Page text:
Asian stocks rallied at the start of the week buoyed by positive earnings reports and promises of more stimulus in China but the pessimistic global outlook kept a lid on any gains.
Japanese shares notched their best day in about two weeks, helped by those upbeat earnings. The Nikkei share average rose 0.7% to close at 27,993 and the broader Topix climbed 1% to 1,960, their biggest gains since July 20.
The indexes marked their best months since late 2020 in July and with year-to-date losses of about 3% or less, both are outperforming world equities’ 15% drop, yet analysts say there aren’t many catalysts to drive a rally.
“Medium- and long-term investors are on the sidelines,” said Yutaka Miura, a senior equities analyst at Mizuho Securities, with domestic investors doing most of the buying on Monday.
Data and corporate results are likely to set the tone for the rest of the week.
Purchasing Managers’ Index figures in Japan and around Asia were soft, with Japan’s manufacturing activity in July expanding at its weakest rate in 10 months.
If US figures releasing later in the day are weak too, it might even help markets if investors think it will temper interest rate hikes.
China stocks rose after the country’s securities regulator chief said the agency will make stable capital market operations a top priority, while carmakers surged on hopes of rising demand for new energy vehicles.
China will use effective investment to help the economy recover and will not resort to flood-like stimulus, state media said on Friday.
To spur consumption, China will extend an exemption on purchase tax on “new energy” vehicles (NEV), following a cut to the car purchase tax, pushing automobiles and NEVs jumping more than 3% each.
The Shanghai Composite Index advanced 0.2%, or 6.72 points, to 3,259.96, while the Shenzhen Composite Index on China’s second exchange was ahead 1%, or 21.24 points, to 2,202.49.
China Real Estate Struggles
Real estate developers lost 2.6% and mainland developers traded in Hong Kong declined 2.5% to a record low, after a private survey showed July sales volume and new home prices both fell from a month earlier.
The Hang Seng Index was up 0.05%, or 9.33 points, to 20,165.84. But the Alibaba Group dropped 2.2% after it became one of the listed firms facing delisting risks from the United States.
Elsewhere across the region, shares in Singapore and Thailand advanced about 0.9% and 0.6%, respectively, while equities in the Philippines were down 1.1%.
Indian stocks advanced with Mumbai’s signature Nifty 50 index up 0.9%, or 153.25 points, at 17,311.50.
Globally, world stocks hit seven-week highs, lifted by recent strong corporate earnings and declining expectations for hefty interest rate rises, while the dollar slid against the yen as speculators exited suddenly unprofitable short positions.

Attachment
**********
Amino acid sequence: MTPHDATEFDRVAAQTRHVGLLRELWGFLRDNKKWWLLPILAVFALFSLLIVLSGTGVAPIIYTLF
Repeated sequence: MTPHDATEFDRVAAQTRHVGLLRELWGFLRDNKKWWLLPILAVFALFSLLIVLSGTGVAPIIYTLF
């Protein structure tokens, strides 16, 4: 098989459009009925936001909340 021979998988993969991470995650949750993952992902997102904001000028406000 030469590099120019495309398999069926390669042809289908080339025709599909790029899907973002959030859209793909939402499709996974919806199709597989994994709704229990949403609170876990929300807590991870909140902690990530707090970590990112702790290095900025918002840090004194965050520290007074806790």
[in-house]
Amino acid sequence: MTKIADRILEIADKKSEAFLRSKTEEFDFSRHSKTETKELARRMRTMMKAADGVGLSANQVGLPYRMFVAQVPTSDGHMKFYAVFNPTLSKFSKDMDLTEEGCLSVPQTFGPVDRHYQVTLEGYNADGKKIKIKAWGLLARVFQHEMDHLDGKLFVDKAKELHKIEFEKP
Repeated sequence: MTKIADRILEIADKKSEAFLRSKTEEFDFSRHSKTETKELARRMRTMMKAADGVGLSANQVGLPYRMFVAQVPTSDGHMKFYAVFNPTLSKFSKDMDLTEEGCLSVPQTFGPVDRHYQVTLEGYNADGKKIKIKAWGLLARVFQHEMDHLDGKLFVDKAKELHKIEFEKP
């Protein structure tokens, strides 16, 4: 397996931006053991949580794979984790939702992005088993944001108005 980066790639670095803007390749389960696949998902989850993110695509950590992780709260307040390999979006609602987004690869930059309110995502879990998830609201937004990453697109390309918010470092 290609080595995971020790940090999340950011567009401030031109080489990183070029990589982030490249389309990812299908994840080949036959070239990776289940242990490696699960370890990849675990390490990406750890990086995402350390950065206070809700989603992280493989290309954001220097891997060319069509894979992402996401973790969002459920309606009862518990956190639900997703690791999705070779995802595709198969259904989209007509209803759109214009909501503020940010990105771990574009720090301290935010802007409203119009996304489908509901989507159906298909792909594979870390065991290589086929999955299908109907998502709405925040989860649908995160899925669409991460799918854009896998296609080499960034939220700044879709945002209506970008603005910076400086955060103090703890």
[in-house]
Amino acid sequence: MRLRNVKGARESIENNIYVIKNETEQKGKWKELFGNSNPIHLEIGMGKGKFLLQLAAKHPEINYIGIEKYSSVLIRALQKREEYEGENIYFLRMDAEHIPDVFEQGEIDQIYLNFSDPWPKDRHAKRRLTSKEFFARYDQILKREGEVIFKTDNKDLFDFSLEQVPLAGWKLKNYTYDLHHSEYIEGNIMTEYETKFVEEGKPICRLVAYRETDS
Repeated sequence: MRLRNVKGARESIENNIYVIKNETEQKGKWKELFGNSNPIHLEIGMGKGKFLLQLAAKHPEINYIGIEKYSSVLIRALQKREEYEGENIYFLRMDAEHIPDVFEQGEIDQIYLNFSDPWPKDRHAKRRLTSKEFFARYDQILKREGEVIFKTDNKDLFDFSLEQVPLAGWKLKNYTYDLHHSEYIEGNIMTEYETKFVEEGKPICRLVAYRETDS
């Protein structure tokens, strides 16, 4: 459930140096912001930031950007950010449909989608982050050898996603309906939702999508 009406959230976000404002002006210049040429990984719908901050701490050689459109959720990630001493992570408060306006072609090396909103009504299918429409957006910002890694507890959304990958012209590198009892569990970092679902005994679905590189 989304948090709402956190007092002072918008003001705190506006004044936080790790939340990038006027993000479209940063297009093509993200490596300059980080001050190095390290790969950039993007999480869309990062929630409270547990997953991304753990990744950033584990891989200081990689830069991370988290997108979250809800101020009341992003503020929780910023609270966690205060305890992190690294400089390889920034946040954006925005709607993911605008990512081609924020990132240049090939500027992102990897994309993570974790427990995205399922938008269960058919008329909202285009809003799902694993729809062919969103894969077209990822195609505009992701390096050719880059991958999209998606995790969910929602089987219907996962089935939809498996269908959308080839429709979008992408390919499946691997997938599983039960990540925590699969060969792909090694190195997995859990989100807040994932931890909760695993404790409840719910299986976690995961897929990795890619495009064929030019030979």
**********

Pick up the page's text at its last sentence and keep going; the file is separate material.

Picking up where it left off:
Global shares gained 7% last month and bond markets rallied as investors started to look for a peak in official interest rates, given slowing economic growth.
Apple, Amazon Forecasts Upbeat
Markets have gathered steam after last week’s 75-basis-point Federal Reserve hike and comments on the economy from Fed chair Jerome Powell.
“There’s a sense of relief that the Fed have at least got an eye on slowing growth. They are not going to be pig-headed and keep hiking interest rates as the economy falls into deep dark recession,” said Giles Coghlan, chief currency analyst at HYCM.
In addition, upbeat forecasts from Apple and Amazon on Friday pushed the S&P 500 and the Nasdaq index to their biggest monthly percentage gains since 2020.
MSCI’s world equity index rose 0.2%. S&P futures dipped 0.2%, however, indicating a lower open on Wall Street, after the index rose 1.4% on Friday, also to seven-week highs.
Bond Markets Rally
The US ISM manufacturing survey for July is due at 1400 GMT, forecast to give an expansionary reading of 52, according to a Reuters poll.
“We don’t think the US is in a typical recession yet but will almost certainly be within a few quarters,” Deutsche Bank analysts said in a note.
Bond markets have also been rallying hard, with US 10-year yields falling 35 basis points last month in the biggest decline since the start of the pandemic. Yields were last at 2.6848%, after hitting their lowest in nearly four months on Friday.
Oil prices softened as weak manufacturing data from China and Japan weighed on the outlook for demand, while investors braced for this week’s meeting of officials from OPEC and other top producers on supply adjustments.
US crude fell 48 cents to $98.13 per barrel, while Brent was steady at $104.17.
Tokyo – Nikkei 225 > UP 0.7% at 27,993.35 (close)
Hong Kong – Hang Seng Index > UP 0.05% at 20,165.84 (close)
Shanghai – Composite > UP 0.2% at 3,259.96 (close)
New York – Dow > UP 1% at 32,845.13 (Friday close)
- Reuters with additional editing by Sean O’Meara